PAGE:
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  • Writer's pictureMaine Baseball HOF

DiFrederico, Jim (1988)

From 1948 to 1949, the Augusta Millionaires of Ben Houser and Don Brennan (both Maine Hall members) were billed as ‘‘Maine’s Outstanding Independent Baseball Ciub’’. In 1949, Millinocket’s Jim DiFrederico was a 9-0 hurler with the capitol City nine and on his way to a brief career 1n the Boston Red Sox system. Jim comes to The Maine Baseball Hall of Fame with a recommendation by Hugh Lord, veteran sportswriter, as one of the Easter Maine’s best. He must have been one of Maine’s top moundsmen.

Jim first attracted attention at Stearns High School and Ricker College, where he was a hard-throwing right-hander. In 1948, while at Ricker, Jim pastimed with the Houlton Collegians and lost a 1-0 decision to the fast Millionaire club — a game in which he struck out 15. So impressed was Houser that he invited the Millinocket youngster to a tryout in 49. With the fabled Millionaires, DiFrederico joined future Red Soxers Harry Agganis and Ted Lepcio, and a host of other top performers, to help write one of the most interested chapters in Pine Tree State baseball history.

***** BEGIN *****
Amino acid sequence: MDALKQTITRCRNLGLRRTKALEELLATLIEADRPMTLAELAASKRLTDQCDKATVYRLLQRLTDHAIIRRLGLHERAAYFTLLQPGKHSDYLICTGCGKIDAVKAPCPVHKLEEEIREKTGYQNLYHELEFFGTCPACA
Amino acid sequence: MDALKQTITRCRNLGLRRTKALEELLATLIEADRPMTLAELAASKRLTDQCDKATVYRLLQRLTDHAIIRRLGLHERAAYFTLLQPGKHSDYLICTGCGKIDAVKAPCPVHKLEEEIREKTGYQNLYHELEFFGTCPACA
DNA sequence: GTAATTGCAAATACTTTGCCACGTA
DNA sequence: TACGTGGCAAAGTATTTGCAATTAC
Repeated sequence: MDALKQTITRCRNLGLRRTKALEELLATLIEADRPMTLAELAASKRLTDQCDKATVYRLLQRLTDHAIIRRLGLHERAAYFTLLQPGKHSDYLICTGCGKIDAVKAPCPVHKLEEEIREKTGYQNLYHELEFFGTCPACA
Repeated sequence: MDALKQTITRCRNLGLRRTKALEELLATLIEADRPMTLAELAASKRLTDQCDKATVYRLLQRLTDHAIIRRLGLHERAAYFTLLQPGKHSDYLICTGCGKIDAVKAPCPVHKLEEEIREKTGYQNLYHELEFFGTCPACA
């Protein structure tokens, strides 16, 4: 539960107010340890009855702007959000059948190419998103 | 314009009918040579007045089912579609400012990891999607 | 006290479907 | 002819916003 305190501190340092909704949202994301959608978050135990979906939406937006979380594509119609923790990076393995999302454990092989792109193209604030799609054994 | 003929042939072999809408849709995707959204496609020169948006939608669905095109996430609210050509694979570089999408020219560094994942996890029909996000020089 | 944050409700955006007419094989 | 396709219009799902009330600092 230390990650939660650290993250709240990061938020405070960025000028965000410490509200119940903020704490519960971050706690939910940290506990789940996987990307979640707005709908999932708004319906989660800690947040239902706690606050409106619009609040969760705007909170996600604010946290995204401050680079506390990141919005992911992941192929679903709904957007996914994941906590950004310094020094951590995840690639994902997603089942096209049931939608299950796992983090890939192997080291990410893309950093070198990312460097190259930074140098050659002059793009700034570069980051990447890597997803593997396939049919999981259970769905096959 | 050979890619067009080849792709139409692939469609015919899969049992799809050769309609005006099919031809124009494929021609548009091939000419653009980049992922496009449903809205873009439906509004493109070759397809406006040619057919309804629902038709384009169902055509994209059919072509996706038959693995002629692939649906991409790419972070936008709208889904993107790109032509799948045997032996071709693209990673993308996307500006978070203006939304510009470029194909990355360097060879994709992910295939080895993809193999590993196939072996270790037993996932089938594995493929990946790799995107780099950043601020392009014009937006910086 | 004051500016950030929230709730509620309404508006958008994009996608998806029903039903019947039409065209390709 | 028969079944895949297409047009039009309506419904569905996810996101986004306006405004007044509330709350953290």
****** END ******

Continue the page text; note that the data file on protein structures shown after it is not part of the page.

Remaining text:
His perfect 9-0 log attracted the eye of Neil Mahoney, Bosox scout, and DiFrederico, 22 years old, packing 180 lbs on a 5’10’’ frame, was off to a minor league career that included stints at Roanoke, VA and Oneonta, NY.

At Roanoke in the Piedmont League, he hurled a two-hit gem against the Newport News Dodgers besting future World Series’ hero, John Podres. He also opposed Roger Craig, present San Francisco Giants manager, while Craig was a Dodger farmhand. At Oneonta, Jim's first shutout was a three-hitter against Three Rivers. He pitched 7 complete games in his first 9 minor league starts, but he also had tough luck, suffering a shoulder injury sliding into home.

After his stint in pro-ball, Jim returned to his native Millinocket, where he was a popular mailman and active coach in several athletic programs for the town’s youth.

He also gained recognition as one of Maine's top basketball officials and baseball umpires.

Jim died in 1985 and is survived by his wife, Pat, three sons and a daughter.

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